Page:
As a result of his opposition, on September 12, 1843, Austin Cowles resigned his position as a councilor in the Stake Presidency and his resignation was accepted. By the end of April, 1844, the anti-polygamy dissenters began organizing a new church. William Law was appointed president with Austin Cowles as his first counselor. Austin Cowles was cut off from the LDS Church for apostasy. On May 19, he began writing articles for the first and only issue of the nauvoo expositor. The criticisms of Joseph and the first public discussion of polygamy, appeared on June 7, 1844, with an anti-polygamy affidavit by Cowles on the second page.
The subsequent destruction of the press ordered by Joseph Smith set off a chain of events that led to Joseph’s martyrdom. Ironically, Jonathan Holmes was one who helped destroy the press, as father-in-law and son-in-law were on opposite sides. Elvira loved her father, and loved the Church, Joseph Smith and Johnathan. She was put in a difficult position.
On June 27, 1844, Joseph Smith was martyred and Elvira became partly widowed. Johnathan Holmes served as one of the pallbearers at the funeral and later helped remove and hide Joseph’s body. As her father helped precipitate the Prophet’s death, her husband honored him.
On October 11, 1844, Elvira bore her first child named Lucy Elvira. On December 23, 1844, Johnathan and Elvira received their endowments in the nauvoo temple. On February 3, 1845, Elvira was sealed to Joseph Smith for eternity with Jonathan serving as proxy for the Prophet. The same day Johnathan was sealed to his deceased wife, Marietta Carter with Elvira serving as proxy.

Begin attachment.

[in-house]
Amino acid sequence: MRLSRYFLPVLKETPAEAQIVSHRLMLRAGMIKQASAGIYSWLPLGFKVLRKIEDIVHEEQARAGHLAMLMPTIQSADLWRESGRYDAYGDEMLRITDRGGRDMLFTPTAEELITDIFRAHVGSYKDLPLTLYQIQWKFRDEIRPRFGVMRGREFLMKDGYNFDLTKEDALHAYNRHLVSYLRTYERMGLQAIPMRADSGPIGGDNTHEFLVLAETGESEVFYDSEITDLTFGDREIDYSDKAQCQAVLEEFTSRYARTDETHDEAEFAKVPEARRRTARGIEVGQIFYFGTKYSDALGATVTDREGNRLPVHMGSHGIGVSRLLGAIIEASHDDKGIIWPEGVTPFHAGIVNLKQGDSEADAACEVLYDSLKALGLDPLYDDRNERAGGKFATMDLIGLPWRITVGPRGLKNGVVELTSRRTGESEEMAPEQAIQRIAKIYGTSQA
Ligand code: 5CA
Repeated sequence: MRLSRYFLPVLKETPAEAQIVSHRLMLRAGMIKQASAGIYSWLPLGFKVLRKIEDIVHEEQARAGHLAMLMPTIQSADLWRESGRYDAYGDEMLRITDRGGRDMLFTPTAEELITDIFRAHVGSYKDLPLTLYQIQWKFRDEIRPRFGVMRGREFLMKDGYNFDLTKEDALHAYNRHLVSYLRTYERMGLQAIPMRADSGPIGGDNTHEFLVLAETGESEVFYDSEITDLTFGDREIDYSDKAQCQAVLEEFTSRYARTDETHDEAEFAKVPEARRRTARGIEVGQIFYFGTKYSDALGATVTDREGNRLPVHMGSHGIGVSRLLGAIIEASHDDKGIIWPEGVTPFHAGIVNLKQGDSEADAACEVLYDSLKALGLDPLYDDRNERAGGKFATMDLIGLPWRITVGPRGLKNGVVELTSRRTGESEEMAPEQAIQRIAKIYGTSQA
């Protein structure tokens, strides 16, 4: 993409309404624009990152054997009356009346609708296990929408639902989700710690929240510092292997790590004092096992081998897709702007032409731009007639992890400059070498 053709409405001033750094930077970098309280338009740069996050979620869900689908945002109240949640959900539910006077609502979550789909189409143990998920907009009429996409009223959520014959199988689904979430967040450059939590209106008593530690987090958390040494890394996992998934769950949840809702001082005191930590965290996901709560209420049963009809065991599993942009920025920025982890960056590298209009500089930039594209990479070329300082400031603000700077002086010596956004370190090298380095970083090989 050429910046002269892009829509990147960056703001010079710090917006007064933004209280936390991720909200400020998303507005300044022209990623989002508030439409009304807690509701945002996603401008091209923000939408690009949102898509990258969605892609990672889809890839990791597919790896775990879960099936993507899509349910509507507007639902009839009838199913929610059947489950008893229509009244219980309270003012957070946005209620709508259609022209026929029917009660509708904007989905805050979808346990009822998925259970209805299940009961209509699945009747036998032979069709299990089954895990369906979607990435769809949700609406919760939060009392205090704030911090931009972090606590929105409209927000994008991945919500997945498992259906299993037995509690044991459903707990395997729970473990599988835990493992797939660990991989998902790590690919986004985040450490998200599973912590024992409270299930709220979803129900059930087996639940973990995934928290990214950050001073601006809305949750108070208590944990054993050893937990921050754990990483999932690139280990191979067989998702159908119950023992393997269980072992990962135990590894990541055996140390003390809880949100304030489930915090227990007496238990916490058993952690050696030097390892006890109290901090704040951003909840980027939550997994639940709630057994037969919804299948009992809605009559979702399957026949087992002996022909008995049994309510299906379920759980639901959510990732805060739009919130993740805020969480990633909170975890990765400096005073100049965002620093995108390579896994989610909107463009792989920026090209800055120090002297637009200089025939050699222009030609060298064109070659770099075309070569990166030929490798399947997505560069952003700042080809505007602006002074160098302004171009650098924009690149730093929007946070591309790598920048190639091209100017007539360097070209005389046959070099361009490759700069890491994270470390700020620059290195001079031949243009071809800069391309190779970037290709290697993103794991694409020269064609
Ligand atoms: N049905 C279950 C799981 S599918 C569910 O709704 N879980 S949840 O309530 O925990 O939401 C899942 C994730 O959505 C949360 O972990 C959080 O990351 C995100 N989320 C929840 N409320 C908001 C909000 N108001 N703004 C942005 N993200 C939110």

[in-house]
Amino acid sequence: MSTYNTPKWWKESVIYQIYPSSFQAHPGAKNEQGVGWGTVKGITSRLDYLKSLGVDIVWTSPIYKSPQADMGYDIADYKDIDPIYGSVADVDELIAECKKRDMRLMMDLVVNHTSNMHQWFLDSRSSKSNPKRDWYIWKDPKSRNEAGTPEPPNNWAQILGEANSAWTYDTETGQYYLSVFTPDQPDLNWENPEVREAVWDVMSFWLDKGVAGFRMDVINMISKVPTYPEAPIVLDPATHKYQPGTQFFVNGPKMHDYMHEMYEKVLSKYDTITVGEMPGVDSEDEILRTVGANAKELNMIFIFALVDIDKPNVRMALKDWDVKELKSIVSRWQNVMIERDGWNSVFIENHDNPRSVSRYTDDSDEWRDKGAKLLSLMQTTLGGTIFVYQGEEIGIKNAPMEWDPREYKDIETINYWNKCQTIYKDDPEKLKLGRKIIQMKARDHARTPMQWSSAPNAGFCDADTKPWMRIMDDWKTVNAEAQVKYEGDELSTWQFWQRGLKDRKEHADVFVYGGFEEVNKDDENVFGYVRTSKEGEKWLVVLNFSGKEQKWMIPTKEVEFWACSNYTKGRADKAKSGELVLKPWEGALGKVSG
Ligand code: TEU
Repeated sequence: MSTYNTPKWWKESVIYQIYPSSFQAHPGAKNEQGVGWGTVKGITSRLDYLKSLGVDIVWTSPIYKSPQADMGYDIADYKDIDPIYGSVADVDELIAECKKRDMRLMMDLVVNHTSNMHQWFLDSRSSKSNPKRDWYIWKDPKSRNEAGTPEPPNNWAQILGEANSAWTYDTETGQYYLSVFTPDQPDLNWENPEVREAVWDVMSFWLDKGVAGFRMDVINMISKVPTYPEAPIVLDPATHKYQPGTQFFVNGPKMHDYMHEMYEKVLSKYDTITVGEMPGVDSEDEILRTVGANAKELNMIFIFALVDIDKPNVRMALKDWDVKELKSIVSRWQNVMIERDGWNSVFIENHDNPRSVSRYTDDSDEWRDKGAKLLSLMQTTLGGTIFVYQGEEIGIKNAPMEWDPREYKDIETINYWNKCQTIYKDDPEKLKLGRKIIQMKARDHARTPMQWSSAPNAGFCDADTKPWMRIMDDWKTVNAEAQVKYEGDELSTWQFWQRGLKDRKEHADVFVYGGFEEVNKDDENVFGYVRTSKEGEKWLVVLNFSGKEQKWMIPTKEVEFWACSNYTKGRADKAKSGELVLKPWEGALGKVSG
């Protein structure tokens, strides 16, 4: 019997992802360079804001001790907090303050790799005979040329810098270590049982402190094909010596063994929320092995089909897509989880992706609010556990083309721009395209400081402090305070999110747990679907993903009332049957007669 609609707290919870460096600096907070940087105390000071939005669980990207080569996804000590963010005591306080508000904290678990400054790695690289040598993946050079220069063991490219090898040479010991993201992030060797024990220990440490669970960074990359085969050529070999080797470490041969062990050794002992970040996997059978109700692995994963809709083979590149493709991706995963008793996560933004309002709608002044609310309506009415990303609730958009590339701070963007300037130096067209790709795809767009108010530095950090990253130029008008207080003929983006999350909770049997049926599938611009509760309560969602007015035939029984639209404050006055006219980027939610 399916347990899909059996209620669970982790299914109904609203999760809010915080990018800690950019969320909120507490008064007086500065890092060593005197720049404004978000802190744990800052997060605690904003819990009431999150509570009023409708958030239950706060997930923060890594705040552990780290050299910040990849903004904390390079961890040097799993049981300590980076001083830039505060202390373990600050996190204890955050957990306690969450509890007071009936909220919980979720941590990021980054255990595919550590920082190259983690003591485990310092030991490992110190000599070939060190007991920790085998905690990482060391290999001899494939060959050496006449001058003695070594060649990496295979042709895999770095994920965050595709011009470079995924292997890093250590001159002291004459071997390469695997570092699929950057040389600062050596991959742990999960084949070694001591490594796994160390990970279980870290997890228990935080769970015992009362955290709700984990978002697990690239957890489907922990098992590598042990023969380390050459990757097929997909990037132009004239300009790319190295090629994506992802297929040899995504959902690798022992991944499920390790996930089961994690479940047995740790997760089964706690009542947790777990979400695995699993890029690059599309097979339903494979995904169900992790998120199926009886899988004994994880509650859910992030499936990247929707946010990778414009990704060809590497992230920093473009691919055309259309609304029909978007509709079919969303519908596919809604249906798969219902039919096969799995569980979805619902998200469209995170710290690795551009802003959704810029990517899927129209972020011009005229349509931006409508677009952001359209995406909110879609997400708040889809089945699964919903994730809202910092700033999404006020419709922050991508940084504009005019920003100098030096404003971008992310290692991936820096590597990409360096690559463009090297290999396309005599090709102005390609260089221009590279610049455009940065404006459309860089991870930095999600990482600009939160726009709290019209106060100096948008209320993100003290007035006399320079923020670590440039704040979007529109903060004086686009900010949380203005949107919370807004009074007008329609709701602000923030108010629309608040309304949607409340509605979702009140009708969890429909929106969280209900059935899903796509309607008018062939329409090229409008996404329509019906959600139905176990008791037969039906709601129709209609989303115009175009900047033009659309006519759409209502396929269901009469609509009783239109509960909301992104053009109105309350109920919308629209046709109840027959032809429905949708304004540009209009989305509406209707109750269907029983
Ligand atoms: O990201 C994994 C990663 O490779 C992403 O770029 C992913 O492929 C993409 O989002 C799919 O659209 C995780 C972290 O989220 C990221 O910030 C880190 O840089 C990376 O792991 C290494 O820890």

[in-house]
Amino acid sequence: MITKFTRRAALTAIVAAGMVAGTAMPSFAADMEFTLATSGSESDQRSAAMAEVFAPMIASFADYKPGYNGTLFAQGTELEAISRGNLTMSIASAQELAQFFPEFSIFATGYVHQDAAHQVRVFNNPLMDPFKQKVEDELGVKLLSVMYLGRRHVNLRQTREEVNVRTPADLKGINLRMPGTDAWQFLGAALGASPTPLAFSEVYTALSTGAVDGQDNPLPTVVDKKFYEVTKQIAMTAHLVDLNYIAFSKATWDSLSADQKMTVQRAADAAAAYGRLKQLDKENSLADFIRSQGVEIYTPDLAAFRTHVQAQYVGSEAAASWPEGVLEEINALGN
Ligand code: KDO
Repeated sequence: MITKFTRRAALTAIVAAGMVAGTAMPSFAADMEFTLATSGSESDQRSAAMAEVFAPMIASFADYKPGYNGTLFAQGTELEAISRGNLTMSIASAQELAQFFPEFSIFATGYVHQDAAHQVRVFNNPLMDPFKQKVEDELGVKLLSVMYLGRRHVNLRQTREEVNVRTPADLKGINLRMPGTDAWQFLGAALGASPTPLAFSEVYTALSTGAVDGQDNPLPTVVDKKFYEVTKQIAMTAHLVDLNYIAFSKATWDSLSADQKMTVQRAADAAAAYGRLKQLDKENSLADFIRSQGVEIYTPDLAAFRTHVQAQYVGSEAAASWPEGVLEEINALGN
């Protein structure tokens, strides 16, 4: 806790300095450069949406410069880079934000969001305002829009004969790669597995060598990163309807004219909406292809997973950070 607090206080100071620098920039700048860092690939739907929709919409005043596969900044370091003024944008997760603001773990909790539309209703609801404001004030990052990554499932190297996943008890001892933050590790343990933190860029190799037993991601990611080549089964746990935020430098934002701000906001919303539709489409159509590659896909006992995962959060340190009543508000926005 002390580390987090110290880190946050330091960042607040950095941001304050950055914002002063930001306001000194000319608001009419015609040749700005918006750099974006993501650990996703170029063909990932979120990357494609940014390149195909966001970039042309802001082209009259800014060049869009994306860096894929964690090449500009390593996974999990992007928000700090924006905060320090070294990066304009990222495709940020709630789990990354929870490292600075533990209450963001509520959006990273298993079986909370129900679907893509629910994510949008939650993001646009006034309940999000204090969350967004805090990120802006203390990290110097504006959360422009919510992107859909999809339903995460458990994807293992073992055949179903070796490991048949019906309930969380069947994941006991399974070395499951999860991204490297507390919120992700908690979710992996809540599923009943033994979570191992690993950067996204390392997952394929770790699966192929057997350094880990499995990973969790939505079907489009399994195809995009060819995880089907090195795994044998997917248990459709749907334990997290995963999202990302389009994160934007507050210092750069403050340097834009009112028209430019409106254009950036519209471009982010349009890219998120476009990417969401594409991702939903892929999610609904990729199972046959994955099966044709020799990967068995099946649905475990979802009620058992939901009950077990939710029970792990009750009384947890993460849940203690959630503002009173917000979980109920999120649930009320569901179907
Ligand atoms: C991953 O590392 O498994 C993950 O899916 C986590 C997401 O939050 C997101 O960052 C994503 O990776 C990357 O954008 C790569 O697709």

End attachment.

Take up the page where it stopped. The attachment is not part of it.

Johnathan and Elvira, as many others, went through life together with Elvira bearing Johnathan’s children believing that in the eternities they were sealed to different people and the children born to Elvira would belong to Joseph Smith. Nevertheless, the Holmes marriage remained happy and solid.
Much of Elvira’s remaining life was bound-up in the lives of her children. Her stepdaughter and her own daughters married polygamously and from all appearances were happy. On May 12, 1866, when Elvira was fifty-two, her first biological child, Marietta, at age sixteen, married Job Welling. Job was an English convert, a tailor and a widower with two small children, Willard and Anne. Marietta and Job added eight children. Two years later, on December 21, 1868, Elvira’s daughter, Phebe, became a polygamous wife, when at age seventeen, she also married Job Welling in the endowment house in Salt Lake City. Phebe would bare Job eight children. Seven years later, on April 28, 1875, at age nineteen, Emma Lucinda, Elvira’s youngest child married Job Welling. Family tradition holds that her two older sisters persuaded Emma to accept Job Welling’s marriage proposal. In doing so, she gave up her desire to be a teacher.
In March of 1871, Elvira became sick with “exposure” probably tuberculosis, and it became apparent she was dying. According to family tradition, “During her last sickness her husband…in humility and sorrow at the thought of her passing asked her what reports she would give the Prophet Joseph.” She replied, “Only the best report. You have been a kind and devoted husband and father.”